Mood of optimism on the boot: Italy comeback: Why a Bella Italia investment is worthwhile again | news
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by Emmeran Eder, Euro am Sonntag
Fate is back on the side of the Italians. The lucky win of the European Football Championship was felt like a godsend in deeply Catholic Italy – the Azzuri were only able to win the title through two penalties in the semifinals and in the final. The first European Championship victory since 1968 triggers a spirit of optimism in the southern European country.
After Italy was hit by the pandemic like no other country, people are hoping that things will finally look up again. So it is fitting that Mario Draghi, a prime minister who has been in office since February, exudes hope. He wants to put the state on the road to success with far-reaching reforms.
Some Italians already see him as the counterpart to Roberto Mancini, the coach of the national team. After the failure of the Squadra Azzurra in qualifying for the 2018 World Cup, when Italian football was completely down, he formed a candidate for the title from relatively mediocre players.
Such miracles are not to be expected from Draghi, but the ex-head of the ECB has at least a lot of experience as an economic expert. He wants to reform the encrusted society of the southern European state.
Populists have become calmer
Politically, he has already freed himself from contaminated sites. The populist parties Five Stars and Lega still have a parliamentary majority in Rome, but have joined the national unity coalition since February. There they have largely shed their anti-system stance.
The four ministers of the five-star party voted for an overdue judicial reform, the passing of which is a key condition for receiving the 191 billion euros from the European reconstruction fund. Of the 750 billion euros that this fund distributes, Italy receives more than any other euro member. A third of this does not have to be repaid. The money is intended to provide a boost to investment that will make the country more digital, greener and more women-friendly. “In the months ahead, we have a challenging road ahead of us to launch the planned investment projects and advance the reform agenda,” said Draghi. In addition to the judiciary, the administration and tax system are to be changed. The sedate structures have long been paralyzing the country’s economy.
More than a quarter of the EU funds are planned for the digital conversion, for example for nationwide high-speed internet. Billions are used for renewable energies and sustainability, solar and hydrogen projects are being considered. A lot of money should also flow into better training for young people and women. the Youth unemployment is 34 percent. And even before the pandemic, only every second Italian woman was employed. Now many young women in particular no longer have a job, as they often work in areas that have been hit hard by the crisis, especially in tourism with its hotels and restaurants.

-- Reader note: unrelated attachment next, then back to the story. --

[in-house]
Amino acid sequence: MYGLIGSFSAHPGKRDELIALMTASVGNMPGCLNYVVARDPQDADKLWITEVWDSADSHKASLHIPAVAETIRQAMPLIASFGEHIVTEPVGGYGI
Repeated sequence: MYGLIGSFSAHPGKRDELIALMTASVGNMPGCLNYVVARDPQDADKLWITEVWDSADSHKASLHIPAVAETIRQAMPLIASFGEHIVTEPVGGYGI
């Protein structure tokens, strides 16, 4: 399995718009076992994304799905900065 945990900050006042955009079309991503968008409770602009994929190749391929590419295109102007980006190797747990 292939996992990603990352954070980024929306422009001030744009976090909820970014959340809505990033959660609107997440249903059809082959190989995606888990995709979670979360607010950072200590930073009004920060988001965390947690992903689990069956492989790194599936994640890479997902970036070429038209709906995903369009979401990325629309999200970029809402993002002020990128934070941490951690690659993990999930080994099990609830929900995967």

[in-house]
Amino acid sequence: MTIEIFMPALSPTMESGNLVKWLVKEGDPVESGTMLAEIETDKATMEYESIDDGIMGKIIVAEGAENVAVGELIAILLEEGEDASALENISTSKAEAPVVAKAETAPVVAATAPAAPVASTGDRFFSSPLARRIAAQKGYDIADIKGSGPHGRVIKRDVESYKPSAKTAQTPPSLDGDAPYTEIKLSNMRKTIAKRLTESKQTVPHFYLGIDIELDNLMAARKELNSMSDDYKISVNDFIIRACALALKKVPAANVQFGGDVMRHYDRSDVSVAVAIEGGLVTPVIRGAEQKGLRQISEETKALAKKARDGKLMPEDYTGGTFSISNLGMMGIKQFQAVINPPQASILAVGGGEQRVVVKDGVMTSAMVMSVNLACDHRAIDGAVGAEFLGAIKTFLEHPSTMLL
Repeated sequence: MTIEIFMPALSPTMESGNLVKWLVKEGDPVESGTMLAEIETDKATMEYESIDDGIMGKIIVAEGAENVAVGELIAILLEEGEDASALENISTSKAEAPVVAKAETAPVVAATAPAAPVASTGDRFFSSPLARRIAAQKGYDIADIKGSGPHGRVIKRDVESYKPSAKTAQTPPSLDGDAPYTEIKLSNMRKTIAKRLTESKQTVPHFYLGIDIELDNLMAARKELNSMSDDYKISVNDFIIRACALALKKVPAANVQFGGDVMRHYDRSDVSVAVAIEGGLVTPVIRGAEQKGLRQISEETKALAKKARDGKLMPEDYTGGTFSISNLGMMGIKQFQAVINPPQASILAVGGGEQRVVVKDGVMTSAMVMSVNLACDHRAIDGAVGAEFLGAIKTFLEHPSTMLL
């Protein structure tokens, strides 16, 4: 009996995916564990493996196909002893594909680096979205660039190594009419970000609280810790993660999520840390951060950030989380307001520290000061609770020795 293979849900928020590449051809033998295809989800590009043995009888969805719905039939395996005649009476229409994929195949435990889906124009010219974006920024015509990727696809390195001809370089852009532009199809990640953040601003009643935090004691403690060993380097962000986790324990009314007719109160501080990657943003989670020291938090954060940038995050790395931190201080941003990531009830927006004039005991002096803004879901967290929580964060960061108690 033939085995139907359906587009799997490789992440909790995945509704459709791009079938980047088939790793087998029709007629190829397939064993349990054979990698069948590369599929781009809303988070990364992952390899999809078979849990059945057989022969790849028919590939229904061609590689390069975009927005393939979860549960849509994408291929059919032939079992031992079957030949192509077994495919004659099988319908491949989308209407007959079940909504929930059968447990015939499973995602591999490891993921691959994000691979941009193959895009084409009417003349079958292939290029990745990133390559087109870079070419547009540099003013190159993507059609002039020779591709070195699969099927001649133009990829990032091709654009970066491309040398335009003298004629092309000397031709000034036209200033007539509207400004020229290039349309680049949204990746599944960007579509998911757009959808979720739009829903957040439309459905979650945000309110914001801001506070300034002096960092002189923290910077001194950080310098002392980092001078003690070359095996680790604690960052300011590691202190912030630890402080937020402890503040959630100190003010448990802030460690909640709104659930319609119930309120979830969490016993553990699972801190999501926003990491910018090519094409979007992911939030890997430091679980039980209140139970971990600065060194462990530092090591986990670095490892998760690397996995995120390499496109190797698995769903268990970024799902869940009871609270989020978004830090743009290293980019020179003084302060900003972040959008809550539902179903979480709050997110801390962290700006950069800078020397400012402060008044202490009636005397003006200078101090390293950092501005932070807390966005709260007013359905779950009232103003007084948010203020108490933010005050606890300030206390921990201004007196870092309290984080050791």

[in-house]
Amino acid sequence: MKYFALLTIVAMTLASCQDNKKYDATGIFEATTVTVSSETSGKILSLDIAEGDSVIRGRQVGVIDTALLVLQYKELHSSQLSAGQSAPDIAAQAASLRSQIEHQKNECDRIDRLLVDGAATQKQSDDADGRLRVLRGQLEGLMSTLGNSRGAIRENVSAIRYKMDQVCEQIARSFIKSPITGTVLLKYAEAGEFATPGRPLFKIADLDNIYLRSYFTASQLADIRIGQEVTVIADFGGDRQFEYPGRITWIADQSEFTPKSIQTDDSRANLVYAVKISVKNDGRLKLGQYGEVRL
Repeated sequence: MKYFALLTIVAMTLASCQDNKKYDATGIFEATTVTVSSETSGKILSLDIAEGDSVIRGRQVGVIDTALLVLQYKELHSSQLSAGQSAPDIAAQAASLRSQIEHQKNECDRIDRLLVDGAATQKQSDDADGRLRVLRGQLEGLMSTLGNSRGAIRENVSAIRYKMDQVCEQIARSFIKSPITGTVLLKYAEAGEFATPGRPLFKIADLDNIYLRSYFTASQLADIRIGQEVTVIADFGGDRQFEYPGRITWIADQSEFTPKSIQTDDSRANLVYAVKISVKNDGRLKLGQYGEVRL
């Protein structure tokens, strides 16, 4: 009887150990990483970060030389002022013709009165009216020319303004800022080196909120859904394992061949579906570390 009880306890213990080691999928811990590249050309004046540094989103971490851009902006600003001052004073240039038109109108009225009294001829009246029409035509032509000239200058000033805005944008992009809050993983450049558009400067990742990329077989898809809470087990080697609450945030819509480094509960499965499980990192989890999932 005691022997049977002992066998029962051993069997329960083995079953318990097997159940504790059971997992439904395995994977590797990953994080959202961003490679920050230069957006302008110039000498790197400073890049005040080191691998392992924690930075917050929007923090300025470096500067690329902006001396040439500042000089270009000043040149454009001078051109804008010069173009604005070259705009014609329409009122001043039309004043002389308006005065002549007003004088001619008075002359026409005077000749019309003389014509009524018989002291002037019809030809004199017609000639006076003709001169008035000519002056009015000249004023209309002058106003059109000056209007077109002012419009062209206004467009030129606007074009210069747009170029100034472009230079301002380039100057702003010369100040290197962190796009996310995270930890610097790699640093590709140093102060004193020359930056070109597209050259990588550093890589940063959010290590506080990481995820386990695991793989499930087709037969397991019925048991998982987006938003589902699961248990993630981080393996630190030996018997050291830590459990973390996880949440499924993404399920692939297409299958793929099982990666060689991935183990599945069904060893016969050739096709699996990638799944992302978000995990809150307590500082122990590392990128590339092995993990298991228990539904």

Italy was the first country in Europe to be massively hit by the corona pandemic in February 2020. As a result, the economy slumped 8.9 percent last year, with GDP falling by 8.9 percent. National debt is expected to reach almost 160 percent of economic output by the end of 2021.
The economy is recovering
Draghi expects a strong economic recovery due to the announced measures and aid. Only then could Italy “get out of its high debt,” said the prime minister.
Italy’s economy is showing signs of improvement, with the National Bank anticipating growth of almost five percent in 2021. Tourism, which has picked up strongly again, also contributes to this. In addition, significantly more is consumed after the end of the lockdown. The order situation is improving accordingly. The business climate index rose for the seventh month in a row.
That gives shareholders courage. The leading index FTSE MIB 40 has climbed by 13 percent since January. Since the crash in the previous year, however, it has developed much weaker than the DAX and still has some catching up to do. This is also shown by the price / book value ratio. It is 1.27 for 2021, compared to 1.70 for the DAX.
Risk-minded investors are betting on Italy’s comeback. However, you have to be aware of the risks. In addition to the high debt, the corona crisis has not yet been defeated, the number of infected people has recently climbed again. In addition, the south of the country should receive a lot of money. That’s where the mafia sits. “We are really very concerned that the criminals are securing the many public funds, especially in important strategic sectors such as health care,” fears Enza Ronda, vice-president of the anti-mafia organization Libera.
The top 40 companies in Italy are represented in the leading index FTSE MIB 40. The largest positions are Enel (energy), Stellantis and Ferrari (car), Intesa Sanpaolo (bank) and Eni (oil). In addition to the financial sector, the sectors of consumption, utilities and energy are highly weighted. These in particular are benefiting from the easing of the pandemic and the many billions of euros from Brussels. Technology stocks only play a subordinate role. Although the defensive industries dominate, only risk-minded investors should get involved. Italy has many economic and social problems. Investors are counting on Draghi to get the country back on the road to success.
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